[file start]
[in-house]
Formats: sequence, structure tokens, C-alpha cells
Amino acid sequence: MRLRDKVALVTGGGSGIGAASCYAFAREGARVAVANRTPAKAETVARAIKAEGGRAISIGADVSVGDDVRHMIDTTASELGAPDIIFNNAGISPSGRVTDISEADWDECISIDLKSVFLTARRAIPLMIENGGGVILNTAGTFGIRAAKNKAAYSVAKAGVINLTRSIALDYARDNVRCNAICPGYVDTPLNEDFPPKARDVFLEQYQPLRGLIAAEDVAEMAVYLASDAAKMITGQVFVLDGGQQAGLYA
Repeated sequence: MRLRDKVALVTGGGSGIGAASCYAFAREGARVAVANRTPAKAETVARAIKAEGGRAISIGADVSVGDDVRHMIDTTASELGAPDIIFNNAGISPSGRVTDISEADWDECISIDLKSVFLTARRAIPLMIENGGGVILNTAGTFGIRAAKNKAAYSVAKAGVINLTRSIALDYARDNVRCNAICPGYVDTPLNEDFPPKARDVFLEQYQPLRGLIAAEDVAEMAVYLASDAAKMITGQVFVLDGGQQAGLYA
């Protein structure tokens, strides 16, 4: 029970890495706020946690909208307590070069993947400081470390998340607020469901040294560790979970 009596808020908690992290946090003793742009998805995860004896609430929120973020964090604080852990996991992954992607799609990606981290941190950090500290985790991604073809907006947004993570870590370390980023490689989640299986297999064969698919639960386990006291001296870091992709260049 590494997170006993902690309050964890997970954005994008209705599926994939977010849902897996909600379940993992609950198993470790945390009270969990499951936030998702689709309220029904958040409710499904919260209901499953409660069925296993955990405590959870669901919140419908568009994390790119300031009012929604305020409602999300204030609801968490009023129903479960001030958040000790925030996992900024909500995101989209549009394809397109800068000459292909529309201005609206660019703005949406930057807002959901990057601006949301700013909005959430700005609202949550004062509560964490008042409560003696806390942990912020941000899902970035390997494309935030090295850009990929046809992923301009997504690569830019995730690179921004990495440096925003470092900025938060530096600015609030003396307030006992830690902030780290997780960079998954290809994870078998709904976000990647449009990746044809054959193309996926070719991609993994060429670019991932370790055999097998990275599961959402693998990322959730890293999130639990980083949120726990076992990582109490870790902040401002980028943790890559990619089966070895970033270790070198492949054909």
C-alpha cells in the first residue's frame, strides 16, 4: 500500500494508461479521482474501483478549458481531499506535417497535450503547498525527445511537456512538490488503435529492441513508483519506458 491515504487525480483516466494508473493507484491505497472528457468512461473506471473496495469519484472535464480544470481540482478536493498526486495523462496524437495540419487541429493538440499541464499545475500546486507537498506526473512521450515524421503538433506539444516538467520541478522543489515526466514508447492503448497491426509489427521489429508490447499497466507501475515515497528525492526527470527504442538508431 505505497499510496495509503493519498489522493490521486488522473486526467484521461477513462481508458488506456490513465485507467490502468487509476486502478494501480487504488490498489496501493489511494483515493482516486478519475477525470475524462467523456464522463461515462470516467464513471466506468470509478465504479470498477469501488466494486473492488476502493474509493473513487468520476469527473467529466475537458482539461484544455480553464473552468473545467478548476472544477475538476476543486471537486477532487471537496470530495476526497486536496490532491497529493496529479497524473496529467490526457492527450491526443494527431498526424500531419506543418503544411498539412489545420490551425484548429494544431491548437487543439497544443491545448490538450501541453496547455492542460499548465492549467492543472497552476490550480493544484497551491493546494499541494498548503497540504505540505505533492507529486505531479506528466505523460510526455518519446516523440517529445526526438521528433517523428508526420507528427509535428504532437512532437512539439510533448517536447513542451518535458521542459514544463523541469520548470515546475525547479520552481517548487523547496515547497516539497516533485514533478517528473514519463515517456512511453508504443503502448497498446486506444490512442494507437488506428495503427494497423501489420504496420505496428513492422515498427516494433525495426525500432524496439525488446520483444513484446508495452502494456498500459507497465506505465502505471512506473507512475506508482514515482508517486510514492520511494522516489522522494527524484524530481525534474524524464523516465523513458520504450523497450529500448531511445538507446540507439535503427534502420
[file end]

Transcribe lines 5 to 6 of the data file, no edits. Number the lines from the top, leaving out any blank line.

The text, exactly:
């Protein structure tokens, strides 16, 4: 029970890495706020946690909208307590070069993947400081470390998340607020469901040294560790979970 009596808020908690992290946090003793742009998805995860004896609430929120973020964090604080852990996991992954992607799609990606981290941190950090500290985790991604073809907006947004993570870590370390980023490689989640299986297999064969698919639960386990006291001296870091992709260049 590494997170006993902690309050964890997970954005994008209705599926994939977010849902897996909600379940993992609950198993470790945390009270969990499951936030998702689709309220029904958040409710499904919260209901499953409660069925296993955990405590959870669901919140419908568009994390790119300031009012929604305020409602999300204030609801968490009023129903479960001030958040000790925030996992900024909500995101989209549009394809397109800068000459292909529309201005609206660019703005949406930057807002959901990057601006949301700013909005959430700005609202949550004062509560964490008042409560003696806390942990912020941000899902970035390997494309935030090295850009990929046809992923301009997504690569830019995730690179921004990495440096925003470092900025938060530096600015609030003396307030006992830690902030780290997780960079998954290809994870078998709904976000990647449009990746044809054959193309996926070719991609993994060429670019991932370790055999097998990275599961959402693998990322959730890293999130639990980083949120726990076992990582109490870790902040401002980028943790890559990619089966070895970033270790070198492949054909």
C-alpha cells in the first residue's frame, strides 16, 4: 500500500494508461479521482474501483478549458481531499506535417497535450503547498525527445511537456512538490488503435529492441513508483519506458 491515504487525480483516466494508473493507484491505497472528457468512461473506471473496495469519484472535464480544470481540482478536493498526486495523462496524437495540419487541429493538440499541464499545475500546486507537498506526473512521450515524421503538433506539444516538467520541478522543489515526466514508447492503448497491426509489427521489429508490447499497466507501475515515497528525492526527470527504442538508431 505505497499510496495509503493519498489522493490521486488522473486526467484521461477513462481508458488506456490513465485507467490502468487509476486502478494501480487504488490498489496501493489511494483515493482516486478519475477525470475524462467523456464522463461515462470516467464513471466506468470509478465504479470498477469501488466494486473492488476502493474509493473513487468520476469527473467529466475537458482539461484544455480553464473552468473545467478548476472544477475538476476543486471537486477532487471537496470530495476526497486536496490532491497529493496529479497524473496529467490526457492527450491526443494527431498526424500531419506543418503544411498539412489545420490551425484548429494544431491548437487543439497544443491545448490538450501541453496547455492542460499548465492549467492543472497552476490550480493544484497551491493546494499541494498548503497540504505540505505533492507529486505531479506528466505523460510526455518519446516523440517529445526526438521528433517523428508526420507528427509535428504532437512532437512539439510533448517536447513542451518535458521542459514544463523541469520548470515546475525547479520552481517548487523547496515547497516539497516533485514533478517528473514519463515517456512511453508504443503502448497498446486506444490512442494507437488506428495503427494497423501489420504496420505496428513492422515498427516494433525495426525500432524496439525488446520483444513484446508495452502494456498500459507497465506505465502505471512506473507512475506508482514515482508517486510514492520511494522516489522522494527524484524530481525534474524524464523516465523513458520504450523497450529500448531511445538507446540507439535503427534502420